In the studio, Ryan has to comfort a tearful Cameron, who says: “It is the worst thing I’ve seen.”
Ryan adds: “It just doesn’t look fun. After a week, how do you know how comfortable you feel sleeping with this amount of men? It’s not the environment for a 19-year-old.”
The government will next week confirm the launch date for a UK-wide age block on online pornography as privacy campaigners continue to raise concerns about how websites and age verification companies will use the data they collect.
The plan for implementing the long-delayed age block, which has been beset by technical difficulties, is expected to be announced alongside the government’s other proposals for tackling online content harmful to children, although it could be several months before the system is fully up and running.
The age block will require commercial pornography sites to show that they are taking sufficient steps to verify their users are over 18, such as by uploading a passport or driving licence or by visiting a newsagent to buy a pass only available to adults. Websites which fail to comply risk substantial fines or having their websites banned by all British internet service providers.
Jim Killock, the executive director of the Open Rights Group, said he remained concerned about the prospect of a major data leak as a result of people handing over their personal identification: “It might lead to people being outed. It could also be you’re a teacher with an unusual sexual preference and your pupils get to know that as a result of a leak. It won’t get you sacked for viewing something legal but it could destroy your reputation.”
“Politicians don’t understand that data about their porn preferences might end up in the hands of journalists or others.”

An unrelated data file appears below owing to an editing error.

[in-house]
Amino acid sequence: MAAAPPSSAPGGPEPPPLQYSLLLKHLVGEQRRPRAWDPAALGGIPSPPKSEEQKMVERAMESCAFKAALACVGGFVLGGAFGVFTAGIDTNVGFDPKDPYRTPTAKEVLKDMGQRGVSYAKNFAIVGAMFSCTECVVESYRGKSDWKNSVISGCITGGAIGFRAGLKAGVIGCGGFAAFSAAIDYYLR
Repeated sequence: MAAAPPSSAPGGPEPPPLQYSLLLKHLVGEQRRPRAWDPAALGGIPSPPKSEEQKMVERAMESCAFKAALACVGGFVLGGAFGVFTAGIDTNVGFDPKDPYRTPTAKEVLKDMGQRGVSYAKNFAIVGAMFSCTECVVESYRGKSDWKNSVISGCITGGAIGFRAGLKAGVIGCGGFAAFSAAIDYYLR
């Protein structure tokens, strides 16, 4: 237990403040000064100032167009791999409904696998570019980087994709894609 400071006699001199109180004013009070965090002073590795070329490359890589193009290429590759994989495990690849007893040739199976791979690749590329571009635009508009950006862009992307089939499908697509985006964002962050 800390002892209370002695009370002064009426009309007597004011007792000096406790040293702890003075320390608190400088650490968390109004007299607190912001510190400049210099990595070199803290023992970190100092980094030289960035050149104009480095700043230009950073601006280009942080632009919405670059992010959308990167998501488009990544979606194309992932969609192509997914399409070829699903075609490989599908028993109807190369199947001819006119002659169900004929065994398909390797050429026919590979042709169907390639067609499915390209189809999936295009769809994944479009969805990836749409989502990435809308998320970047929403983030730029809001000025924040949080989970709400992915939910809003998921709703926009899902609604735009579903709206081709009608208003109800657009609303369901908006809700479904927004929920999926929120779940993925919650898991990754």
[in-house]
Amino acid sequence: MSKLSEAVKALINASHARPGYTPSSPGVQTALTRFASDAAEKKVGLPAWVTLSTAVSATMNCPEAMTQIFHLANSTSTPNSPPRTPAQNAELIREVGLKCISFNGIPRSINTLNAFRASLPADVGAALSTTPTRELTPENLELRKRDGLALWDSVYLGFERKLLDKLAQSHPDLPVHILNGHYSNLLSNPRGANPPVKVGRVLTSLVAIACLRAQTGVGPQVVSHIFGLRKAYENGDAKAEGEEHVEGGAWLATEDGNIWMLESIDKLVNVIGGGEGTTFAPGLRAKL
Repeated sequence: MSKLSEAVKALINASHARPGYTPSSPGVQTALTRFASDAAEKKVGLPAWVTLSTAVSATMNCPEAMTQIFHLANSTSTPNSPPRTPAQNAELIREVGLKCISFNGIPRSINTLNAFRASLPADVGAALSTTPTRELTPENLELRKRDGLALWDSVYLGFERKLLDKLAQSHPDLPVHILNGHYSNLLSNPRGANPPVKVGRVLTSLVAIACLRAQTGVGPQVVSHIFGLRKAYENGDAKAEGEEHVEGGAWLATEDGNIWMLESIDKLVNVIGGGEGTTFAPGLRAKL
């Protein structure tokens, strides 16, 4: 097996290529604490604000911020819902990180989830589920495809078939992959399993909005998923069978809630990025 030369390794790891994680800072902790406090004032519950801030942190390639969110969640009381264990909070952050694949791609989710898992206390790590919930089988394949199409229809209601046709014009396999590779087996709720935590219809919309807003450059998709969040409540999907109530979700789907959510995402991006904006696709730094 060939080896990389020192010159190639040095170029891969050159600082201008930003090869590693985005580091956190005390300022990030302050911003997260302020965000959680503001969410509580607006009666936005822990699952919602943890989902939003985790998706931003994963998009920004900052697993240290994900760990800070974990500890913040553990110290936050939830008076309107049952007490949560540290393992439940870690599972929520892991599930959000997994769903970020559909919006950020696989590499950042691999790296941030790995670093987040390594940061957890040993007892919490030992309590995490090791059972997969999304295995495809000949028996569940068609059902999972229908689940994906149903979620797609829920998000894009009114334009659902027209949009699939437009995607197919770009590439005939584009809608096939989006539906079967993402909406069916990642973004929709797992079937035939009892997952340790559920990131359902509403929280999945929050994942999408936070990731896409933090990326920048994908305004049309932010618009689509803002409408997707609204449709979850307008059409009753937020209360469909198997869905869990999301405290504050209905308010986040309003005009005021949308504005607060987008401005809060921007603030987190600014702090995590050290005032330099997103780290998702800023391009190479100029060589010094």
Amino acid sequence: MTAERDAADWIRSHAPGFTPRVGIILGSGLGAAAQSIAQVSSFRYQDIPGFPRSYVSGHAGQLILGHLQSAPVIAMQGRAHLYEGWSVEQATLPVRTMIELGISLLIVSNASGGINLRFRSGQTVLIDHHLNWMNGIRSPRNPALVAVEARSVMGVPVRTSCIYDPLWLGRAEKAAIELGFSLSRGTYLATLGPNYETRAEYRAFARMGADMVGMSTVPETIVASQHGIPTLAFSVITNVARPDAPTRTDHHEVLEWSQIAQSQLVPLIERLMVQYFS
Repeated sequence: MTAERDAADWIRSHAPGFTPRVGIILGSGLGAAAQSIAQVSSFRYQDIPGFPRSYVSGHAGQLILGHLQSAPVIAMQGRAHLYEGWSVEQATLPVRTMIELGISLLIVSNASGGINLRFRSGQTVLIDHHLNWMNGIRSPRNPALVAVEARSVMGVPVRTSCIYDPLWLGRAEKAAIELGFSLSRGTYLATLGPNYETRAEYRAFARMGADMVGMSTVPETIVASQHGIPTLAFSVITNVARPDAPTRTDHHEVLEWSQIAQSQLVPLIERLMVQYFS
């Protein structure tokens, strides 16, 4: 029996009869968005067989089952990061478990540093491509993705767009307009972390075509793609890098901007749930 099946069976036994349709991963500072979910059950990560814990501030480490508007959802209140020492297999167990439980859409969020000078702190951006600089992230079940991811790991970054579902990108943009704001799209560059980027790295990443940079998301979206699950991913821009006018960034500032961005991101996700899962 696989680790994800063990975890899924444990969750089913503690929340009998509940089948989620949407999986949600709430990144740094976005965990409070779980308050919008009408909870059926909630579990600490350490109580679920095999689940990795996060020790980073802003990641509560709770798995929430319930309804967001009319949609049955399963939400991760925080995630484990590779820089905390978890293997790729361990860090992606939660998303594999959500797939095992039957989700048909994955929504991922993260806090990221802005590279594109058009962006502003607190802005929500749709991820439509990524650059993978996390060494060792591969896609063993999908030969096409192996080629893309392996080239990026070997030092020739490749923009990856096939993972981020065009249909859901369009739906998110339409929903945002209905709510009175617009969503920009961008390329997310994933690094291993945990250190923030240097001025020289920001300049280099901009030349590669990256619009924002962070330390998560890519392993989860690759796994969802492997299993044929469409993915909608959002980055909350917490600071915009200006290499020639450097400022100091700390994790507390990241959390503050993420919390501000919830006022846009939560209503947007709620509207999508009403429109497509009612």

Killock, whose organisation campaigns against state intervention online, said he was particularly worried about the role played by a single company called MindGeek, which owns the vast majority of major pornography sites such as PornHub, and has founded its own age verification company called AgeID: “The problem is you’re giving all your data to the pornographic equivalent of Mark Zuckerberg: ‘This is what I like, this is who I am, and these are all of the sites I’ve visited’.”
AgeID has previously said it believes there is a market of up to 25 millions Britons for its age verification system, suggesting it believes around half of British adults will want to access online pornography through its service.
Its system will require individuals to create an account with their email and password and then upload a passport or driving licence, which will be verified by a third party. If they do not feel comfortable doing this, they can present themselves in person with appropriate ID at a newsagent to buy a so-called “porn pass” for £4.99 per device, with the owner of the shop verifying the age of the purchaser.
James Clark, the director of communications at AgeID, said its method of storing the login and password of verified users meant that “at no point does AgeID have a database of email addresses”, citing external audits of his company’s processes.
“AgeID does not store any personal data input by users during the age verification process, such as name, address, phone number, date of birth. As we do not collect such data, it cannot be leaked, marketed to, or used in any way.”
He claimed that while AgeID could not be used to link viewing data to an individual’s identity, rival age verification companies “may not be so robust” and could be prone to leaks.